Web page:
No More Surprise NYPD RobotsCorinne Worthington, Aaron Greenberg / Oct 31, 2023
Corinne Worthington is the Research Manager at the Surveillance Technology Oversight Project (S.T.O.P.). Aaron Greenberg is a Research Intern at the S.T.O.P. and a graduate student in the bioethics program at Harvard Medical School.
If your police department could spy on your backyard using drones, wouldn’t you want to know? What if it could track you in the subway using robots, or tag your car with a GPS locator? Isn’t it important to know how your police force can monitor you?
As it turns out, the New York City Police Department (NYPD) already can—and does—do all these things. And in fact, there’s a law called the Public Oversight of Surveillance Technology (POST) Act that requires the NYPD to tell you about how it employs surveillance technologies. If you haven’t heard of those capabilities, there’s a reason: the NYPD has so far failed miserably to comply with the POST Act’s requirements.
With the NYPD’s history of shady practices and spending when it comes to spyware, the POST Act was supposed to provide public transparency regarding how New Yorkers were being surveilled and who had access to the data. By demanding policies for technology usage and data-sharing, as well as impact assessments, the law was intended to hold the NYPD to a standard of justice commensurate with the power of wielding such intrusive tools. Unfortunately, but unsurprisingly, in the three years since the POST Act was passed, the NYPD has both failed to make a good faith effort to comply with the oversight law and has, in several cases, shown flagrant disregard for it. Due to the failure of existing oversight mechanisms to ensure the NYPD's compliance with the POST Act, we argue that any new technology acquisitions or contract renewals must be approved by the City Council prior to implementation.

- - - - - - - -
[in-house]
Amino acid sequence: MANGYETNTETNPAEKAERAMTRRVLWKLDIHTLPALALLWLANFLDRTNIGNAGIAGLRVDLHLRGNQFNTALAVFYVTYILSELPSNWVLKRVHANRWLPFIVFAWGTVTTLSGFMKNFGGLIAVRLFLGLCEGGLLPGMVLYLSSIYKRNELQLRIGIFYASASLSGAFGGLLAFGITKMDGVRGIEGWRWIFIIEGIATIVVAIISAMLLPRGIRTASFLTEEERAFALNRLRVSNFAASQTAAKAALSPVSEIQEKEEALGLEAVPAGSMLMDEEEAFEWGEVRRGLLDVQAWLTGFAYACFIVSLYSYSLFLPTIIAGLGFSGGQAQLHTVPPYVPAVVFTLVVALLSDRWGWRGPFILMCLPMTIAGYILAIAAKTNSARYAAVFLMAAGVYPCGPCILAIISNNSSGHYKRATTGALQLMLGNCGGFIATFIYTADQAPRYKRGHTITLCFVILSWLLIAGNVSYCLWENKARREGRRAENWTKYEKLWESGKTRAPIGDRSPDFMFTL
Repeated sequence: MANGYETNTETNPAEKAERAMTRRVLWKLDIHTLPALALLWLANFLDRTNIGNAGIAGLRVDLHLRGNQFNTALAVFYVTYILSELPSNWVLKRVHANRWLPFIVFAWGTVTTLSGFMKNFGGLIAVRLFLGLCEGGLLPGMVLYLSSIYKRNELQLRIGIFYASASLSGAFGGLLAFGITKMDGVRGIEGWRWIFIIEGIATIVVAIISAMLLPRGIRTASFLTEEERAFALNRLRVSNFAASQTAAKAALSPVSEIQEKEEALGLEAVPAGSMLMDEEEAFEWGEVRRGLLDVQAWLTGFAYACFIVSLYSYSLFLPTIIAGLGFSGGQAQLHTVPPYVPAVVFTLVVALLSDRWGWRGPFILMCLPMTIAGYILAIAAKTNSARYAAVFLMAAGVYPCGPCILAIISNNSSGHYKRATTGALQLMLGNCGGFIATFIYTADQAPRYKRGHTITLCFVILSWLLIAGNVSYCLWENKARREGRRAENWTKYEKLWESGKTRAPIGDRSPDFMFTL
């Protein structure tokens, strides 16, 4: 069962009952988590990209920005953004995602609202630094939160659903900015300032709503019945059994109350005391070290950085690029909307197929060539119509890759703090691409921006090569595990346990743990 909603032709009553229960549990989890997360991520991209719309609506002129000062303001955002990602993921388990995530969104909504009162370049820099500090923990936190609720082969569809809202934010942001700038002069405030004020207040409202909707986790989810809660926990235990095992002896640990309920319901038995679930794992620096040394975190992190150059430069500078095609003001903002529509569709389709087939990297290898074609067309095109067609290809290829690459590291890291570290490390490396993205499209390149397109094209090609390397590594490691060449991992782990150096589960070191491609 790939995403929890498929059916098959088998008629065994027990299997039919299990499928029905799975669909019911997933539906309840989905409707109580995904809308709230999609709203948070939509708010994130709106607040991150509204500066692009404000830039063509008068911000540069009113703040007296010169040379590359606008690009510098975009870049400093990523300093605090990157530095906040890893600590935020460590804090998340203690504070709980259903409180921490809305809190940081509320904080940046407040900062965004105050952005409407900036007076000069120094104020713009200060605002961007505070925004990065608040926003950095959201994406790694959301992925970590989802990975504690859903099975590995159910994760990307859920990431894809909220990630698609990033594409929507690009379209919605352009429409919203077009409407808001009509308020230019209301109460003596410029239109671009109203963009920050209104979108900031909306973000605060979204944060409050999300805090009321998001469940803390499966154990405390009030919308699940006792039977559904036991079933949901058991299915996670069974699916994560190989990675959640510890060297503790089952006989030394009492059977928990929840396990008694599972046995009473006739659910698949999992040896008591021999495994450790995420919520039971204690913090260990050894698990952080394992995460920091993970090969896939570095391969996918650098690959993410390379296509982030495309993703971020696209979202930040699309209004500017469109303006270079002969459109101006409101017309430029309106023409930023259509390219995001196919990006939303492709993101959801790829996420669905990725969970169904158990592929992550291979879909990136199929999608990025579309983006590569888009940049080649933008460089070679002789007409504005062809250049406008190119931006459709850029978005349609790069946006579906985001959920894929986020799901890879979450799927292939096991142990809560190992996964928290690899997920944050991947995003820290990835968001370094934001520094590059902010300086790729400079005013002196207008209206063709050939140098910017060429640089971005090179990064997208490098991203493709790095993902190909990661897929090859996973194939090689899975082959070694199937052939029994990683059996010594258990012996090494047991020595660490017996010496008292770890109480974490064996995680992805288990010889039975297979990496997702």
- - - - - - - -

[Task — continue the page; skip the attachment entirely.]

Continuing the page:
In its initial report, NYPD has fallen short on all provisions of the POST Act. Rather than detailing the specifics of existing technologies, it offered unspecific categories that failed to shed light in a meaningful way. To avoid early communication of new acquisitions, the department leveraged a loophole that characterizes new technologies as "enhancements" of existing technologies— arguing, for example, that the K5 Autonomous Security Robot is an enhancement of a "situational awareness camera". The report's impact and use policies are too vague to be meaningful, and it fails to disclose the vendors that supply its technologies. Mirroring how the NYPD failed to reveal that 99% of those included in its Criminal Group Database (known colloquially as the gang database) are Black and Latinx, the impact assessments issued by the Department hardly acknowledge racial biases.
In some instances, the NYPD has ignored the stipulations of the POST Act altogether. After deploying unmanned aerial surveillance drones to spy on New York Labor Day and West Indian American Day celebrations, the department failed to prepare an addendum to the drones' impact and use policy, a direct violation of the act. Recognizing the deficiency of the NYPD's report on their compliance with the POST Act, the New York City Council's Committees on Technology and Public Safety have scheduled a hearing to hold the department accountable. But on October 30th, the Council delayed the hearing for the third time,citing the NYPD’s inability to appear, suggesting that the NYPD can't be bothered to send a representative. These repeated postponements underscore the consistent lack of regard the NYPD has for the public's desire for surveillance transparency.
Given the NYPD’s continued secrecy regarding its use of surveillance technology, its blatant disregard for transparency measures, and its continued refusal to engage in a discussion about compliance, we believe that stricter oversight is necessary to curb the NYPD’s technology-related abuses. Rather than relying on the NYPD to self-report its technology and capabilities, which has obviously failed, we propose that all technology purchases and contract renewals be subject to City Council approval. City council and community board oversight of technology is far from unprecedented. Most of the municipal Community Control of Police Surveillance (CCOPS) Laws enacted in the United States include some form of acquisition approval for new technologies. Instituting an external check on the NYPD’s currently unilateral ability to expand its surveillance arsenal will advance the rights to transparency, privacy, and freedom from oppressive surveillance that New Yorkers deserve.